A graphic novel conveys a story to the reader using sequential art. Graphic Novels can be non-fiction, fictional or a series of short stories. I am not an expert in this genre, but here’s some recommendations from those more educated than me in this department.

Recommendations:

The Walking Dead:  Compendium One
Building Stories by Chris Ware
The Hive by Charles Burns
Y: The Last Man, Vol. 1: Unmanned
Blankets by Craig Thompson

 

That’s it! What did I miss? Let me know below!


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Why I Love Goodreads

I’ve mentioned Goodreads several times in passing on my blog, but I have never given an in-depth explanation. I am a big fan of Goodreads. Goodreads is a fantastic tool for readers no matter if you read a book once a day or once every few months.

Goodreads is an online database and community devoted to readers. First and foremost, Goodreads is a database of millions of books, including self-published books. The book listings include a short book description, author biography, reader reviews and average review rating for the book (out of 5 stars). The database is great, but it isn’t much different than searching for a book on Amazon.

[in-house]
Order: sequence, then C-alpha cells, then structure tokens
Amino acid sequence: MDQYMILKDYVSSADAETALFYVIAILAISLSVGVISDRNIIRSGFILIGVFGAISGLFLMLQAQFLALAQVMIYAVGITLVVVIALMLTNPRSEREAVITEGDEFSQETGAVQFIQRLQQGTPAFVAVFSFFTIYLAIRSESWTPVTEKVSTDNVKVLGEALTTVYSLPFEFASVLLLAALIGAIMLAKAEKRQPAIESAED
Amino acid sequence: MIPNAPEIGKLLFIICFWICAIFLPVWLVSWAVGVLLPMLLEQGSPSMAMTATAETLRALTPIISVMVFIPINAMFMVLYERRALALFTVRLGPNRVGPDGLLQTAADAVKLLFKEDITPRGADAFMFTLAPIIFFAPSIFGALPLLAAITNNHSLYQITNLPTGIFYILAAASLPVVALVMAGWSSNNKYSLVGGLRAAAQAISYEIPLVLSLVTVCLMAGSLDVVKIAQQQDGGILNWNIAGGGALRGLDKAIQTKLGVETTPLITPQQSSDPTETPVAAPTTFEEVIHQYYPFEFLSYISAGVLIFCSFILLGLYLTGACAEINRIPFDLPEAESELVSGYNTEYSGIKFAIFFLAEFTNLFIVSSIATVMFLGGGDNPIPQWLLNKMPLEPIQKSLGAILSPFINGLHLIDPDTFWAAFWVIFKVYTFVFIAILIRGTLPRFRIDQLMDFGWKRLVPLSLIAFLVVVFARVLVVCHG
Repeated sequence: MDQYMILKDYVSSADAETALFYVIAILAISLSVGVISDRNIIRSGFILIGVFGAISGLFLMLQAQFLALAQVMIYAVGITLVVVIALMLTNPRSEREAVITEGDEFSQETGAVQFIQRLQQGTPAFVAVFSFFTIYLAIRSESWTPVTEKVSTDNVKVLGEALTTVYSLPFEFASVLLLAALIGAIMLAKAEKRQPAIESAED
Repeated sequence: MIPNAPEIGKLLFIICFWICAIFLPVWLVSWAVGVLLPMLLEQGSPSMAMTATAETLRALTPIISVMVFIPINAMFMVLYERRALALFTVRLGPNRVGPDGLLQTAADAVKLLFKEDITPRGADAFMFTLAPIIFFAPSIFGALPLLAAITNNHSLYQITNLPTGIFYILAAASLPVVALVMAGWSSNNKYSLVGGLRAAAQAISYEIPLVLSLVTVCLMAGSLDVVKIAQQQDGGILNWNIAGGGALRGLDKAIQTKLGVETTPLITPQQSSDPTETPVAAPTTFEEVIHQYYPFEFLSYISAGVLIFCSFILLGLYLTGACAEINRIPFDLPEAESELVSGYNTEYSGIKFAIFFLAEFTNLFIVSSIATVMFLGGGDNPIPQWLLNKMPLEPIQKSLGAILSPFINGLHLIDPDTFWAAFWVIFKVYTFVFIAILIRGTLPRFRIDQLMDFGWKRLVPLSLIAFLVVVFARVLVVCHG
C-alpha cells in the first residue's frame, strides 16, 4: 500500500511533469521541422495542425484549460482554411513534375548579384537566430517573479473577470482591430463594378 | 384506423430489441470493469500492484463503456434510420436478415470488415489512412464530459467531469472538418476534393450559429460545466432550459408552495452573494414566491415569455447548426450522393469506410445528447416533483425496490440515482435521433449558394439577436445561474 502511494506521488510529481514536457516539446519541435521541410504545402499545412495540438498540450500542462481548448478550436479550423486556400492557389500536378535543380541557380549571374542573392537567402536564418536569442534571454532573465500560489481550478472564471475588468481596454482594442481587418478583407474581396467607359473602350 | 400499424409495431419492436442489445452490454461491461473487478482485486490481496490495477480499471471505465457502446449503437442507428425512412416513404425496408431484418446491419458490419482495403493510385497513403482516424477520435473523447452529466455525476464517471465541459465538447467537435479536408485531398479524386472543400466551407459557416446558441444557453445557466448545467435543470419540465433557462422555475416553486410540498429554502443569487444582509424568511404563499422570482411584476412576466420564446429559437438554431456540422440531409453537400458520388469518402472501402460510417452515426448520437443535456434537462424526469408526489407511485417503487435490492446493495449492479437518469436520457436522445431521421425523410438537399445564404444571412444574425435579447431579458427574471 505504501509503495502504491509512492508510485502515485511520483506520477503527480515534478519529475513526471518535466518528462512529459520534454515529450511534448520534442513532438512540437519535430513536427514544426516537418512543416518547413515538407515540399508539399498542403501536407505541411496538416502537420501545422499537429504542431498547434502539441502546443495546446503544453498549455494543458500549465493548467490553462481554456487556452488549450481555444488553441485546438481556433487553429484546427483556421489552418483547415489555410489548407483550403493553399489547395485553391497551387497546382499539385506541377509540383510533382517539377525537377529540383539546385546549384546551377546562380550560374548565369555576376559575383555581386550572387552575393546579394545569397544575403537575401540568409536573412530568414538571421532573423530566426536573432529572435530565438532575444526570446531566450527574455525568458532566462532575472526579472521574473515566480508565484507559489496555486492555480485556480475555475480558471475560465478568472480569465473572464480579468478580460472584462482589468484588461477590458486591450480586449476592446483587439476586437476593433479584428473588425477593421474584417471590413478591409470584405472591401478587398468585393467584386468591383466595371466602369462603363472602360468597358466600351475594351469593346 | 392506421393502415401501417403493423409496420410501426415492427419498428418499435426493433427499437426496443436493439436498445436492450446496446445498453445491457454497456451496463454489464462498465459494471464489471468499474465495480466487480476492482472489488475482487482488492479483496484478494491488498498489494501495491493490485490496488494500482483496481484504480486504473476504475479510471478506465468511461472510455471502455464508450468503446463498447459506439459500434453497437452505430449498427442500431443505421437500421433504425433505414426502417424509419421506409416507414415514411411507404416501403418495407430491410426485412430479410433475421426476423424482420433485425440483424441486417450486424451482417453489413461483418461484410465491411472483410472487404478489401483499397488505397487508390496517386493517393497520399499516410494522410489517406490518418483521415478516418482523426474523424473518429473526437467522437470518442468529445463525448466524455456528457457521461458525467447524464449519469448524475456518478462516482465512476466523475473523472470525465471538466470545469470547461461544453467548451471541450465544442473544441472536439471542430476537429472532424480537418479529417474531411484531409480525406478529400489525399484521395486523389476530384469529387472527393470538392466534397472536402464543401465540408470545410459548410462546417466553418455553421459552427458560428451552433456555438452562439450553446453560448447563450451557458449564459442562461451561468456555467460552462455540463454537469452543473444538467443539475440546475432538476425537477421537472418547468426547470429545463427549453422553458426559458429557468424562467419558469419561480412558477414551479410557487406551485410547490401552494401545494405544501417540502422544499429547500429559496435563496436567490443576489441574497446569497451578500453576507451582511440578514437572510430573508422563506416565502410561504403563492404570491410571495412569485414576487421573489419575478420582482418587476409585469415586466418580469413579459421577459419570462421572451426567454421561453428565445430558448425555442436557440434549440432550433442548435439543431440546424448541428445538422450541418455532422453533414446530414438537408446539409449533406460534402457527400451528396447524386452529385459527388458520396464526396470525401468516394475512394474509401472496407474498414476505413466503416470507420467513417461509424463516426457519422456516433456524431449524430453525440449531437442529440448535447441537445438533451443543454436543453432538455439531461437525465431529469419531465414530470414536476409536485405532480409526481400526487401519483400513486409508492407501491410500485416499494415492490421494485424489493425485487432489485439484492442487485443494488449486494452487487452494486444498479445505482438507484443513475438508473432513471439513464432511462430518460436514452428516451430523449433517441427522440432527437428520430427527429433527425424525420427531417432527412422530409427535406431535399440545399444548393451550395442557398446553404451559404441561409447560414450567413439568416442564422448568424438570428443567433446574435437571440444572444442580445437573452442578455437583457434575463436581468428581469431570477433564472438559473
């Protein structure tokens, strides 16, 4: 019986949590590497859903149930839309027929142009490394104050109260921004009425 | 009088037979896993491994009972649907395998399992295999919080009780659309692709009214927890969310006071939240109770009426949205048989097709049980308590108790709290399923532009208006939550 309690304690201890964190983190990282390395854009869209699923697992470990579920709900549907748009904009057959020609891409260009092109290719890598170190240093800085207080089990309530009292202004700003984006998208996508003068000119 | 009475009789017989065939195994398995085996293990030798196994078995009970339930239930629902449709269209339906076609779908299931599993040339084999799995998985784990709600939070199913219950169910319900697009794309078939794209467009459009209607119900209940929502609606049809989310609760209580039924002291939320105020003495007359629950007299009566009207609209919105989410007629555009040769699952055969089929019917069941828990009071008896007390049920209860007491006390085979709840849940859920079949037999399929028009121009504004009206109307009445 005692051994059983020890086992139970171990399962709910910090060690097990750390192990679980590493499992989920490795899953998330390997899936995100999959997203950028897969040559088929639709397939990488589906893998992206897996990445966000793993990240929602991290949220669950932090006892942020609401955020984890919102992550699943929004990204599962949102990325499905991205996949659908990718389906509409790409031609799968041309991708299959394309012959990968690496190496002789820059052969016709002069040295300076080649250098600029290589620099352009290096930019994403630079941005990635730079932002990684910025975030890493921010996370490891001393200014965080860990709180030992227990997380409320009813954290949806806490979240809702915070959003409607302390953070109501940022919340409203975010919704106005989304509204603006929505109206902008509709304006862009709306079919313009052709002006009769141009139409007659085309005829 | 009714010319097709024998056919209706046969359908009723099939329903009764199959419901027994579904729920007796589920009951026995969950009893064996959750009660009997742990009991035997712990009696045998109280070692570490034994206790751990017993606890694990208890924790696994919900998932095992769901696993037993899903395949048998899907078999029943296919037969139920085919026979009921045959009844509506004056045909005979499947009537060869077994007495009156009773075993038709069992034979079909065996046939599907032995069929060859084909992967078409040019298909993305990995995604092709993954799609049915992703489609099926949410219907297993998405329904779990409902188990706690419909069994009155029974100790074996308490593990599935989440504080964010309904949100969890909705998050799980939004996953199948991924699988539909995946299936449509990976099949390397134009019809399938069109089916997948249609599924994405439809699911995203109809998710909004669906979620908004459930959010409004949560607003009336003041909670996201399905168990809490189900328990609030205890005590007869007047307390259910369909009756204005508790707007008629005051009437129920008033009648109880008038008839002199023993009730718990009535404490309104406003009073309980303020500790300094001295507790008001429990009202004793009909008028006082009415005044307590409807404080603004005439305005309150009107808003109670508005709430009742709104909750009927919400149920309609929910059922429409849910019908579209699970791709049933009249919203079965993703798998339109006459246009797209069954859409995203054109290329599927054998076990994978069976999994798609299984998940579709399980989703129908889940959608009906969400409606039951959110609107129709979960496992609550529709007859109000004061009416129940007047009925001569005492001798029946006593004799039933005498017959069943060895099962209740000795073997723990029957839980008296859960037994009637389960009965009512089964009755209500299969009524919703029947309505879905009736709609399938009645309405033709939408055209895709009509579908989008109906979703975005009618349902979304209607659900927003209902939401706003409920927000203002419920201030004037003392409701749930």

Goodreads excels when you setup a free account. From there, you can organize books you have read and want to read onto shelves. I recommend adding a few of your favorite books on the read shelf with 4 or 5 star ratings so Goodreads can give you recommendations. Goodreads gives personalized recommendations for new books to read based on the books you read and rated. I’ve discovered great books through this tool and I think it’s a much better algorithm than Amazon’s recommendations.

In addition, Goodreads has a huge social component. You can follow your friends and what they are reading. You can join forums to discuss books or get more book recommendations. They also have a fun book trivia section and conduct author interviews. Perhaps the most unique aspect of Goodreads is the giveaways. Authors and publishers can set up a giveaway through Goodreads to promote their books. Anyone can enter and there are hundreds of book giveaways on a daily basis to win free paperback books- no strings attached!

Currently, the best way to use Goodreads is through your internet browser. They also offer apps for ios and android, but they don’t have the complete functionality of the website at this time. The app experienced has improved over the past year and I’m sure will continue to improve.

If you haven’t checked out Goodreads yet, go do it. It’s worth it!

This post is part of a small writing project called The Fiction Readers’ Handbook. This project will be available to newsletter subscribers in a few weeks for free!